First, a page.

The audacity of sovereignty
The stakes were high; perhaps unnecessarily so. Yet this past week Ugandan President Yoweri Museveni decided to literally spit in the faces of Western powers that have been trying to foist the “new norm” of engagement based on recognition of gay “rights”.
These powers – the US, UK and the Commonwealth countries – have made their position clear: the world, and particularly Africa, should accept gay rights or risk losing aid that the West has been so generous to give.
In October 2011, British Prime Minister David Cameron told the BBC that those receiving UK aid should “adhere to proper human rights”, chief of which these days seems to be gay rights.
Two months later, US President Barack Obama reportedly instructed officials across government to “ensure that US diplomacy and foreign assistance promote and protect the human rights of lesbian, gay, and transgender persons”.
The then Secretary of State Hilary Clinton later said in a speech marking International Human Rights Day that “one of the remaining human rights challenges of our time… gay rights, are human rights, and human rights are gay rights”.
She added: “It is violation of human rights when people are beaten or killed because of their sexual orientation, or because they do not conform to cultural norms about how men and women should look or behave.”
“It is a violation of human rights when governments declare it illegal to be gay, or allow those who harm gay people to go unpunished.”
Malawi had foreign aid support reduced because of its stance on gay rights and has had to do a lot of climbing down to keep good books with outside benefactors.
Canada threatened to cut diplomatic ties with Uganda if the anti-homosexuality Bill was passed. There were even shrill ‘holy’ cries from South African Archbishop Desmond Tutu, who is on record as stating that he does “not worship a homophobic God”.
Museveni is not foolish or foolhardy; the only attributes that would ordinarily attend those who oppose big powers, if they have no reason to be brave.
His defiance can be put in the same bracket as the forthrightness of President Mugabe who has been vocal on the gay issue and Zimbabwe’s right to political and economic self-determination.
Museveni could be showing the world the audacity of sovereignty.
It should be borne in mind that his country has been pursuing a hardline stance on homosexuality. His senior advisor, Joseph Nagenda, has been lashing out at both at the UK and the US for trying to foist homosexuality on Africa.
He said in 2011: “If the Americans think they can tell us what to do, they can go to hell.” Nagenda was also quoted by the Christian Science Monitor as saying: “I don’t like her tone, at all … I’m amazed she’s not looking to her own country and lecturing them first, before she comes to say these things which she knows are very sensitive issues in so many parts of the world, not least Africa.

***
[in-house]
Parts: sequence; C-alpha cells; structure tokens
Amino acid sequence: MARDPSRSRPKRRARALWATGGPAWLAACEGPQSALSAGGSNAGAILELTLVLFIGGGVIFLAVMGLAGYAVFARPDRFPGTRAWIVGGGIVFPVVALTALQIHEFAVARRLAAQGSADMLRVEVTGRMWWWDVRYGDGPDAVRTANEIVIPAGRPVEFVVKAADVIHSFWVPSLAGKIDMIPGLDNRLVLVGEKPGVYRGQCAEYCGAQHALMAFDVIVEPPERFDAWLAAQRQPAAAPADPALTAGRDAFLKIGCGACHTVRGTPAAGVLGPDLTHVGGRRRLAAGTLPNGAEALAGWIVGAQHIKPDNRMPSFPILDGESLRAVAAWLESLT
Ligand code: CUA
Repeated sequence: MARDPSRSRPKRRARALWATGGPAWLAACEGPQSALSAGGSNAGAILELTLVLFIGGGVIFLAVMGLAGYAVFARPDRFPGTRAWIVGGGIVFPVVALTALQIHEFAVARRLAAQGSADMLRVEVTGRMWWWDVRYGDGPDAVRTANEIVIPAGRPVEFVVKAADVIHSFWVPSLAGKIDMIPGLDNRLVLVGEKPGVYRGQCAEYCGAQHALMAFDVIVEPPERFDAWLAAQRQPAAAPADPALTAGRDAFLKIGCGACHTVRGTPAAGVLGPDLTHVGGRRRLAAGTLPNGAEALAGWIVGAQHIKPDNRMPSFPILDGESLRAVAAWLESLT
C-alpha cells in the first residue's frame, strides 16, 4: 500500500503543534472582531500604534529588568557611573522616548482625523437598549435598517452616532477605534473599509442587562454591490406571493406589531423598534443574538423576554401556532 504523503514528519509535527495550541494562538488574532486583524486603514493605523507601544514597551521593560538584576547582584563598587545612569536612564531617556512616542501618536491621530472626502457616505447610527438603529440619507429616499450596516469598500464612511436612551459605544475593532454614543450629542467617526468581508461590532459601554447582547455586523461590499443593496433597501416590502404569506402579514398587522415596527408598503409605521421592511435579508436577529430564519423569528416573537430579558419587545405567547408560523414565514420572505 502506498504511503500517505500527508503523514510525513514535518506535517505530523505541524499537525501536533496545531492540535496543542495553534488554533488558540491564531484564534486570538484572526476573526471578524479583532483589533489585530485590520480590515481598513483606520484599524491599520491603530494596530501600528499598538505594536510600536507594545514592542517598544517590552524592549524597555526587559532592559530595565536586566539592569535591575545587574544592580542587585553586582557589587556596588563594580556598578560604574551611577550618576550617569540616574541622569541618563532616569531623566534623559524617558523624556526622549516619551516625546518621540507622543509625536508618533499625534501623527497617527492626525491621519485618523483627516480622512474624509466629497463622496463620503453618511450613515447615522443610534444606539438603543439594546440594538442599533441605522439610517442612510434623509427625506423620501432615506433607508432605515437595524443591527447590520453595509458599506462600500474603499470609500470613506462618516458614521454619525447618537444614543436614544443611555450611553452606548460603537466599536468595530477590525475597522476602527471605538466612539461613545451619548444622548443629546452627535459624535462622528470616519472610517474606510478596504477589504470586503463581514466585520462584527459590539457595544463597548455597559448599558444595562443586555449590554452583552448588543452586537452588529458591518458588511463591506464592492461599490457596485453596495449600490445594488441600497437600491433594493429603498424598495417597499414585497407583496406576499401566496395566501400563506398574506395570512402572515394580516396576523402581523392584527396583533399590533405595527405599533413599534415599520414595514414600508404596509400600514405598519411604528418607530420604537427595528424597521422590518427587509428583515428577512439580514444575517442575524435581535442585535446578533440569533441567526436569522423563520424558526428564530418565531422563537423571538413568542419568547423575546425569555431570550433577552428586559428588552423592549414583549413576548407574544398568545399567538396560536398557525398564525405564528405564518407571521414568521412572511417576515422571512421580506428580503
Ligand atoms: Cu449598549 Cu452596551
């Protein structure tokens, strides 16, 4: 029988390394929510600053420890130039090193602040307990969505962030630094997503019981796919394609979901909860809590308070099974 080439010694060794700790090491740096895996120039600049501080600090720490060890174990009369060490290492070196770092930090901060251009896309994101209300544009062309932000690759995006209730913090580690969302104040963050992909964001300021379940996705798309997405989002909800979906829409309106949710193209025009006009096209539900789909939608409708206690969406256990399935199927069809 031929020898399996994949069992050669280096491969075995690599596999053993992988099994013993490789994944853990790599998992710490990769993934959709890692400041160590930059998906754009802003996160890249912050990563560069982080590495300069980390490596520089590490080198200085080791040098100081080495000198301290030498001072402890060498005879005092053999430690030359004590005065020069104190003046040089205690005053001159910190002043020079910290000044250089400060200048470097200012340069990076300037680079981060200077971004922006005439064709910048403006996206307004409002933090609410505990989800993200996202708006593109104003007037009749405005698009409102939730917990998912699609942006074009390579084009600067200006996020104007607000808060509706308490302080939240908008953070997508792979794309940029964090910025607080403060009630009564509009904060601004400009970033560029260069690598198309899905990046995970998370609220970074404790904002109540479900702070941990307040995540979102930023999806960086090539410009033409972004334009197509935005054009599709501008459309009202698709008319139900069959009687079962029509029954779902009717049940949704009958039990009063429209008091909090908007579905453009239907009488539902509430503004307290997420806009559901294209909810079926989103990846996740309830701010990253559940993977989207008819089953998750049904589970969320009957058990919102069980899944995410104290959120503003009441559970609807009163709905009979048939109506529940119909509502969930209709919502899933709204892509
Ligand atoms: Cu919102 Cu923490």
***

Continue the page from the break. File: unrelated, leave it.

“Homosexuality here is taboo, it’s something anathema to Africans, and I can say that this idea of Clinton’s, of Obama’s, is something that will be seen as abhorrent in every country on the continent that I can think of.” Following Monday’s signing of the Anti-Homosexuality Act, Canada, the US and Britain made familiar noises.
Canada said: “This Act is a serious setback for human rights, dignity and fundamental freedoms and deserves to be widely condemned.
Regrettably, this discriminatory law will serve as an impediment in our relationship with the Ugandan government.”
The UK said it was “deeply saddened and disappointed” while to the US, this was a “tragic day for Uganda and for all who care about the cause of human rights” which “complicates a valued relationship.”
Here comes the real reason that gives Museveni all the aces and the sovereignty that he showed in an audacious manner: Uganda is a strategic country in East Africa and after this storm, nothing serious is likely to happen to the country.
Uganda is a US pivot to East and Central Africa.
Uganda is essential to the defeat of Joseph Kony and his Lord’s Resistance Army, to which the US is committed.
Obama undertook this in his first year in office and on October 14, 2011, committed troops to help find Kony.
Already in 2008, the US Treasury had put Kony on a list of global terrorists and in 2010 Congress unanimously passed the Lord’s Resistance Army Disarmament and Northern Uganda Recovery Act of 2009.
This Ugandan pivot is key in securing US interests in South Sudan, the Central African Republic and the Democratic Republic of the Congo. Uganda has oil, too.
Commercially viable oil deposits were discovered in 2006. Authorities say by the end of 2013, Uganda’s proven oil reserves were estimated by the Ugandan Petroleum Exploration and Production Department to be 3.5 billion barrels, expected to yield at least US$2 billion per year for 30 years once oil production commences.
Now this is interesting. Uganda has a considerable geostrategic value. This may not – cannot – be lost over an issue like gay rights; and proponents of the same know it.
Uganda has not been the loveliest of fellows with its involvement in wars in Central and East Africa; not least its dalliance with the US Africa Command project, but it has shown that it has muscle particularly to fight cultural imperialism that is this hullabaloo around gay rights is about.
One lesson there is: African countries could leverage what advantages they have – Zimbabwe is rich and the gateway to Southern Africa – and start standing their ground.
Africa has to be audacious in light of political, economic and cultural imperialism from the West. – The Herald